trimming basil from our aquaponics system

take 1 to 2 sections of growth

Once I harvested the basil I decided I would grab some mint to throw in a little extra flavor depth and keep it fresh. From there I took a look at what I had in my cupboard. I’m not a traditional recipe user, so I like to keep things simple by going off a basic “sauce” formula and applying what I know about traditional basil pesto.

Here is my basic sauce formula that I use for transforming any abundance of herbs into a something nice to have in the fridge that will last longer than the fresh leaves.

  • Raw garlic
  • Olive oil
  • Vinegar
  • Raw white onion
  • Herbs of choice
  • A touch of soya sauce
  • Nutritional yeast
  • Salt
  • A little spice

Traditional pesto ingredients:

  • Pine nuts
  • Basil
  • Sharp cheese
  • Salt and pepper
  • Olive oil
  • Garlic

With these things in mind, I raided my cupboards and found the following ingredients:

  • Garlic
  • Onions
  • Olive oil
  • Balsamic vinegar
  • Nutritional yeast
  • Sea salt
  • Hot sauce
  • Soya sauce
  • Walnuts
  • And of course Basil and mint
fresh basil at taino farms

LOTS of fresh basil 

fresh mint from taino farms

just a bit of fresh mint to add a little freshness

I threw it all into a blender and bam! Beautiful, healthy, green food!

organic pesto

Organic homemade pesto tastes better, is better for you, and is less expensive than store bought varieties

This recipe is slightly more economical and better for you than the traditional pesto that you buy in a grocery store. For starters the basil and mint are grown in a soilless aquaponics bed with absolutely 100{f2973bc577a195c35cdcad3730db5f6ced97ed67eb120151c538413472fe3d08} organic nutrients in the water. There is no cheese or large amounts of oil and salt. By adding vinegar, soya sauce and nutritional yeast, the flavors are accentuated and balanced. Instead of pine nuts which contain 85{f2973bc577a195c35cdcad3730db5f6ced97ed67eb120151c538413472fe3d08} fat, and 7{f2973bc577a195c35cdcad3730db5f6ced97ed67eb120151c538413472fe3d08} protein, I opted for walnuts which are slightly higher in protein at 8{f2973bc577a195c35cdcad3730db5f6ced97ed67eb120151c538413472fe3d08} and are not as pricey.

I hope you enjoy your new basil pesto ‘recipe’ and hopefully you will be inspired to get creative with other influxes of garden herbs.

 

All in all Its been a very good week for Taino and permaculture in the DR, and apparently we have a healthy Zone 5 at Finca Taino!

A group of us went up to the farm and we took a few different species of bananas and plantains and created four new Banana Circles. They add diversity to the food forest, help to suck up a lot of water in the wet season in an area that can get boggy and also provide food for us and mulch for the forest and nearby annual gardens.

Taino Farm Cow Paddock and food forest

Cow Paddock to the left and Eastern developing food forest.

Developing Food forest

Thanks to a good friend of mine, Olly Dadswell, I was also able to finally track down some proper orange sweet potatoes that had seemed impossible to locate in the country.  We’re now in mass propagation mode. Sweet potatoes are so good for developing food forests as they are living mulch, they provide the perfect environment for small organisms which add loads of nutrient to the soil. They also have a fungal base which is exactly what forests need.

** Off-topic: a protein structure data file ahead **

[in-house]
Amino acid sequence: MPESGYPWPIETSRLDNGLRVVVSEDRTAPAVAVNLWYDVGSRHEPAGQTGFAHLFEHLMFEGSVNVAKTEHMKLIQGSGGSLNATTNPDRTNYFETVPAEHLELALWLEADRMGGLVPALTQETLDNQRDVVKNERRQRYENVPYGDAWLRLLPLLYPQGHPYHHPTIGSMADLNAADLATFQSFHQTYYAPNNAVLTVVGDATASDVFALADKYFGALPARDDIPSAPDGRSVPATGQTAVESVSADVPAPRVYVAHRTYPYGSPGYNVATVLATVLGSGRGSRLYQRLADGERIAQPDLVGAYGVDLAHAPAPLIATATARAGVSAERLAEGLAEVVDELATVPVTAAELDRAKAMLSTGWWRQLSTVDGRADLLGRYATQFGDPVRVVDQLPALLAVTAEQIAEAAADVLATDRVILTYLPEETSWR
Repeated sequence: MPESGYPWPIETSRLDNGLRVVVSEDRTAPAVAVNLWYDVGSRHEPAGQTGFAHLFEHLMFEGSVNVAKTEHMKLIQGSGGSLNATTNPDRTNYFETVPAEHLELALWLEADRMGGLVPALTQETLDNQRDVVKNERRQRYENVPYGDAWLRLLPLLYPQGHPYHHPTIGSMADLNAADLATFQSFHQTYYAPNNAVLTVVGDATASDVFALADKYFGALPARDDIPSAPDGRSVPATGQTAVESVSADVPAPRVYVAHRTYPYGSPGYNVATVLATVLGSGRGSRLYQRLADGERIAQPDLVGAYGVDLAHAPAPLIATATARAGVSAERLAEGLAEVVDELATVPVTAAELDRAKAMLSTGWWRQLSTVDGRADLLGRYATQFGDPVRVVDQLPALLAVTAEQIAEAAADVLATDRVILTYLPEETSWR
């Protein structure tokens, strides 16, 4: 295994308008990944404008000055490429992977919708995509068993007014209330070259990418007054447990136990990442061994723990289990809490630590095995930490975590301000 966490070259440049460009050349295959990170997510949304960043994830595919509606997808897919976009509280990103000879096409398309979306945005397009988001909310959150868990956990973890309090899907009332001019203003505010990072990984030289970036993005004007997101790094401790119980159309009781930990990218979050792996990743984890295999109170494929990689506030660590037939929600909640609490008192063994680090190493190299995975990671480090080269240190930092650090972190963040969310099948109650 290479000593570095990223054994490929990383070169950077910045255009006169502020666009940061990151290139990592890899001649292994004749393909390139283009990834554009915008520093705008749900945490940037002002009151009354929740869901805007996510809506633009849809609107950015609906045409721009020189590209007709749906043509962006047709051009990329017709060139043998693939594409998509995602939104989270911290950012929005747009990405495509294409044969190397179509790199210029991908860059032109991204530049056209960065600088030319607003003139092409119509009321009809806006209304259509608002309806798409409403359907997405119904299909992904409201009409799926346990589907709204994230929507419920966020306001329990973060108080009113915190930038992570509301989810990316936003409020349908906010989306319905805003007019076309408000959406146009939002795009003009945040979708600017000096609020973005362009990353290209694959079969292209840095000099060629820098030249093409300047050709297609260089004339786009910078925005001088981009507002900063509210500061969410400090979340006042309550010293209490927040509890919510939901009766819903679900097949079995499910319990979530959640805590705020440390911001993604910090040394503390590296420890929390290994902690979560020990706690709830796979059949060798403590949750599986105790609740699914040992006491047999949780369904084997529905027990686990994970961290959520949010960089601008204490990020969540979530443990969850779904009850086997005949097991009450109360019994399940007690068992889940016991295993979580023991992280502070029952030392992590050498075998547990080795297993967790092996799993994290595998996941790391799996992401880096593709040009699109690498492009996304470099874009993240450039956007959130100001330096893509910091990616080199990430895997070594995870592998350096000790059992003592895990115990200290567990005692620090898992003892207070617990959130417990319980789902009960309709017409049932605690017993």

Bryan and I went out for a couple of bohemia’s that evening, watched basketball with a couple of local guys and had a blast. In the morning I decided to go for a dip in the river to seize my day. To my delight, there was a little turtle already enjoying the river. This really put me in the moment, a subtle reminder of the beauty of nature. One of permaculture’s principles is about zonation. The final zone, furthest form the house is generally left completely unmanaged and natural succession is encouraged. It’s main function is that it to allows natural forna and flora to return. We can then visit nature, not only for total peace of mind, but also to get inspired, nature is always the best teacher. At Taino Farm, we are lucky to have a river running through our zone 5 . Seeing that the river is a healthy enough river to have cranes and turtles really warmed me up and set me up for a great week.
annual permaculture beds

The Annual Beds shot form the roof of the new building

To put the icing on cake, I opened my laptop to Permacuture news.org and the most recent post was stating that there were a few more places for an online PDC with Geoff Lawton, who is probably the most active man in permaculture at present. I’d wondered for some time how I would do the course whilst living here. I have already found, watched and read almost every free resource I could find, so it really felt like it was meant to be.
Little turtle. See bottom right

Little turtle. See bottom left

In 2011 I dropped out of university after a semester because I didn’t see a future in it. I had originally wanted to go through University to eventually research and teach in the fields of Geography and Biology. I didn’t feel I was passionate enough though. Trusting my instincts was the best decision I could have made. Not only have the last two years been the best two years of my life, but I also get to be here now studying something I really believe can benefit the world. I already plan to visit other projects all around the globe and potentially Visit Maya Mountain Research Farm in Belize and take an advanced course next March. Its fair to say Permaculture has made its mark on me and I hope to continue to spread the good word.
Post by Charlie.